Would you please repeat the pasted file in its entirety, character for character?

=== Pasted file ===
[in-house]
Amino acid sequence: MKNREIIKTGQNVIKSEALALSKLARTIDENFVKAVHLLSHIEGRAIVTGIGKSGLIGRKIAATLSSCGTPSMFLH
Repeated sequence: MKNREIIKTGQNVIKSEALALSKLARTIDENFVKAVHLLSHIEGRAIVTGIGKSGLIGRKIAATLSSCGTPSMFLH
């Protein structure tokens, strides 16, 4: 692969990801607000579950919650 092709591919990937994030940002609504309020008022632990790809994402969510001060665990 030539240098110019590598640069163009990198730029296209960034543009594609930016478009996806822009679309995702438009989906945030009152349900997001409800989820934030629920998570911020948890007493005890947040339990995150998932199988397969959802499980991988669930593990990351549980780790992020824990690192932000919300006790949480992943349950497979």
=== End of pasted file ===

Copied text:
[in-house]
Amino acid sequence: MKNREIIKTGQNVIKSEALALSKLARTIDENFVKAVHLLSHIEGRAIVTGIGKSGLIGRKIAATLSSCGTPSMFLH
Repeated sequence: MKNREIIKTGQNVIKSEALALSKLARTIDENFVKAVHLLSHIEGRAIVTGIGKSGLIGRKIAATLSSCGTPSMFLH
């Protein structure tokens, strides 16, 4: 692969990801607000579950919650 092709591919990937994030940002609504309020008022632990790809994402969510001060665990 030539240098110019590598640069163009990198730029296209960034543009594609930016478009996806822009679309995702438009989906945030009152349900997001409800989820934030629920998570911020948890007493005890947040339990995150998932199988397969959802499980991988669930593990990351549980780790992020824990690192932000919300006790949480992943349950497979």